Comedy great Sid Caesar died on Wednesday at age 91, at his home in Beverly Hills. His pioneering work in television in the 1950s, with “Your Show of Shows,” spawned television’s golden age. I interviewed Caesar in November 2003 when his book “My Life in Comedy, With Love and Laughter" was published. Some excerpts of that interview follow.
For years, the Jewish community and synagogue leaders have fought the trend of dropping membership and attendance. Now the Pew study provides an answer (“Jews Serious When It Comes To Humor,” Oct. 11).
Approaching his 62nd birthday, my husband announced he wanted to be a stand-up comedian. I do laugh at his jokes, but a stand-up? I don’t know…..I took him to see “Old Jews Telling Jokes,” playing off-Broadway, on his birthday for a taste of the classics.
The comedians who populate the ranks of the New York Friars Club have endured beyond their expiration date. When we ask “how old is he” the answer is “deceased.” George Burns passed on at 100; Henny Youngman departed at 92.
Even comedians’ marriages last forever. Ginny and Bob Newhart have been married 50 years; Barbaraand Don Rickles, 48 years. Newhart has a theory: “I think if you can keep laughing you will stay together.”
What happens when an aspiring musical theater performer takes over an escort service.
Special To The Jewish Week
It may be the world’s oldest profession, but it was the last place that a nice Jewish boy from Dix Hills, L.I., expected to land a job after college. In Josh Mesnik’s autobiographical new comedy, “Have I Got a Girl For You,” directed by Sara Sahin, the playwright stars as the manager of one of the largest escort agencies on the East Coast, a job that taught him the ins and outs of the business of prostitution.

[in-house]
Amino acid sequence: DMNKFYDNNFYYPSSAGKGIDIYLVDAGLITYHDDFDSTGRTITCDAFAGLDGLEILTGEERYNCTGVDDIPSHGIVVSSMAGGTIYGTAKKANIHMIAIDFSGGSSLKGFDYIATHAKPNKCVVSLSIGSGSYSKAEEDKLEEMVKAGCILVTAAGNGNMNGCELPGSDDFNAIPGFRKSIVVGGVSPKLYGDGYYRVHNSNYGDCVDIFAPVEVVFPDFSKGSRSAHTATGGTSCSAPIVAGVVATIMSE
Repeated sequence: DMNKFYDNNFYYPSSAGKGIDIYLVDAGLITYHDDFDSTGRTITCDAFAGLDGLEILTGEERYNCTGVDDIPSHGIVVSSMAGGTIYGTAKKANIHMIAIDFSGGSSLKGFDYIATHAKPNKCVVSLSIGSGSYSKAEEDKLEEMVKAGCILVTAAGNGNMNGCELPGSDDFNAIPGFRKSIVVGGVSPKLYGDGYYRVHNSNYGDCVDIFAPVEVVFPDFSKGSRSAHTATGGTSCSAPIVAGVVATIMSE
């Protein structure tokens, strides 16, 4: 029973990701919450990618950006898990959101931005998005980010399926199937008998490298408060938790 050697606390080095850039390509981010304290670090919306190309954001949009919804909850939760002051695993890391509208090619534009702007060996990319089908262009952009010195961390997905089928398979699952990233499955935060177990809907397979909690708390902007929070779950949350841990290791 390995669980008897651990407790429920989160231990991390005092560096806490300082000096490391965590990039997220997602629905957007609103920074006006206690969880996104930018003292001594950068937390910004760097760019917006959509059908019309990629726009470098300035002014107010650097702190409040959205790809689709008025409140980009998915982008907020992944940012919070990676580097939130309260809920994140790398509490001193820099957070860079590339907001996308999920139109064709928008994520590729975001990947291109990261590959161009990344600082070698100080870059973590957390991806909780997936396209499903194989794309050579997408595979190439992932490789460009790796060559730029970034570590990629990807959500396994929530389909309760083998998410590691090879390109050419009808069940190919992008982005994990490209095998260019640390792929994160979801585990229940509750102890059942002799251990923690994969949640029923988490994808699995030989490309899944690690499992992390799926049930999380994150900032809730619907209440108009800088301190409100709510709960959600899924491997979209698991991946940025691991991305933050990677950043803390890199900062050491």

The relationship between man and machine is at the center of Eddie Antar’s ‘The Navigator.’
Special To The Jewish Week
What if our machines started talking back? In Eddie Antar’s new comedy, “The Navigator,” an omniscient GPS dispenses solutions to an unemployed man’s financial and marital woes. The play, which was nominated for eight Off-Off-Broadway theater awards last year (and won two) has been remounted at the WorkShop Theater Company near Penn Station. Jonathan Mandell of Back Stage called it a “clever, cautionary comedy about our tech-dependent era.”
From the Plagues visited on the Egyptians to the parting of the Red Sea, Passover is permeated with the supernatural. Little wonder, then, that Charles Busch’s new comedy, “Olive and the Bitter Herbs,” deals with a Passover seder hosted by a misanthropic elderly actress, Olive Fisher (Marcia Jean Kurtz) that is overshadowed by a mysterious ghost.
Joseph Dorman is director of a riveting portrait of the great writer whose stories became the basis of the Broadway musical Fiddler on the Roof. "Sholem Aleichem: Laughing in the Darkness" tells the tale of the rebellious genius who created an entirely new literature. Dorman calls Sholem Aleichem the "grandfather of all Jewish comedians today."